http://en.wikipedia.org/wiki/Echidna

See but in Australia its official name is used and since we're the ones with the Echidnas why use another name?

 

I guess its similar to the 'Koala bear' terminology misconception- even though it looks a bit like a bear it is not a bear at all, just a 'Koala'. And the Tasmanian tiger thing? Well, aside from being extinct, the tasmanian tiger looks nothing like a tiger at all but was named so simply in recognition of the striped pattern on its back rather than to fuel an implausible misconception that it may be related to the tiger.

Edited by writeincode
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See but in Australia its official name is used and since we're the ones with the Echidnas why use another name?

 

I guess its similar to the 'Koala bear' terminology misconception- even though it looks a bit like a bear it is not a bear at all, just a 'Koala'. And the Tasmanian tiger thing? Well, aside from being extinct, the tasmanian tiger looks nothing like a tiger at all but was named so simply in recognition of the striped pattern on its back rather than to fuel an implausible misconception that it may be related to the tiger.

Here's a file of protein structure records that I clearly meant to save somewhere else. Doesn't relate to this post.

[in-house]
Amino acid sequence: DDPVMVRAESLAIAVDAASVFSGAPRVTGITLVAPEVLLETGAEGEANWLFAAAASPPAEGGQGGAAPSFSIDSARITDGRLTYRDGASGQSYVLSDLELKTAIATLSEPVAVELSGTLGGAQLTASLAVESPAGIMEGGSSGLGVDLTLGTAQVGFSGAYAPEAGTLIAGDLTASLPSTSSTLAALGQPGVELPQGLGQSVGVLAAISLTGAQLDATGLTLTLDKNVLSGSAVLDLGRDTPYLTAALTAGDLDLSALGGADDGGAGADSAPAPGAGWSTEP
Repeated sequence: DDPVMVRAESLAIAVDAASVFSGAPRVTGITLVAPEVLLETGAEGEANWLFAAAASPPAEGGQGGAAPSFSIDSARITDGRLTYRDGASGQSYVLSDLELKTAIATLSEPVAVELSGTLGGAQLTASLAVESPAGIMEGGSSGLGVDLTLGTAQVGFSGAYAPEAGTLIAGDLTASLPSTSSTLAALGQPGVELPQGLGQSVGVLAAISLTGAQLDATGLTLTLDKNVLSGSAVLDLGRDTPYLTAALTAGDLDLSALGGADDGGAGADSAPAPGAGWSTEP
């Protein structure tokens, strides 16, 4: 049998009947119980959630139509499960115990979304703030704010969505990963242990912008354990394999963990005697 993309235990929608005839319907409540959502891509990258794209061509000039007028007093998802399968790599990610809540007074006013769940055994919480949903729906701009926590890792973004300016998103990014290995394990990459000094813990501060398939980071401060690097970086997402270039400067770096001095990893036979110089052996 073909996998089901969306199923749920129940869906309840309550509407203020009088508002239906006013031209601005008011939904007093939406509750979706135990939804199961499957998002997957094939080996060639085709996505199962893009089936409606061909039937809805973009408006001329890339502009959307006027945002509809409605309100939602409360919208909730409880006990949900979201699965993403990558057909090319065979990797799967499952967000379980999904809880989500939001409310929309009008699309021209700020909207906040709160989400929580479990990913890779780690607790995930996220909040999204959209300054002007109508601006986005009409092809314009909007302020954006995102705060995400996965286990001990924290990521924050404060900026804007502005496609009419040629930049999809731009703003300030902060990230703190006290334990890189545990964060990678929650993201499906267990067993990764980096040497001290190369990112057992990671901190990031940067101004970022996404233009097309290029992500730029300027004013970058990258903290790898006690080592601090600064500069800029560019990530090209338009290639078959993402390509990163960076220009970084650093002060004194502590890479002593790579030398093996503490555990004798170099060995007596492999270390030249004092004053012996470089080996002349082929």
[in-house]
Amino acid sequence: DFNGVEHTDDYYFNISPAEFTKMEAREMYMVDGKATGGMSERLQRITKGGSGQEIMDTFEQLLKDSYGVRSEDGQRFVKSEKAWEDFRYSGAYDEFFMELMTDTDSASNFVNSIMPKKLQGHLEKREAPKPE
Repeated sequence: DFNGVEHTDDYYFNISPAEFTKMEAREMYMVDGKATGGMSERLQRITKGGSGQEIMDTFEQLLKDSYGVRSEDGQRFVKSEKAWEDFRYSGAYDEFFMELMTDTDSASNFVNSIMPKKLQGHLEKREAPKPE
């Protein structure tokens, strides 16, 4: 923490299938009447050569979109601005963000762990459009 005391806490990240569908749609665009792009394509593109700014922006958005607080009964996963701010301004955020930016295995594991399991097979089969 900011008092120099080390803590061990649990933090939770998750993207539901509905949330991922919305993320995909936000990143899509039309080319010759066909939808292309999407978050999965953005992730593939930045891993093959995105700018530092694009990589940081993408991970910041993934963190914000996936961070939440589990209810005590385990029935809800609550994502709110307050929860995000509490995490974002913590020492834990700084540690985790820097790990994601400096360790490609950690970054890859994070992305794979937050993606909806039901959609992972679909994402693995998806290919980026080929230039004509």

I'm not saying you shouldn't use the name "echidna".

 

Just saying "spiny anteater" is really another name for them and they actually act like it...the Australian species eats ant and they're spiny. :D But I already know they're not true anteater species.

 

Why use another name? Well when I watched a documentary on the Animal Planet channel about the Tasmasian tiger, sometimes a few Tasmanians on them also call the Tasmasian tiger as thylacines (as it is the offical name). Nothing wrong having two names. ^^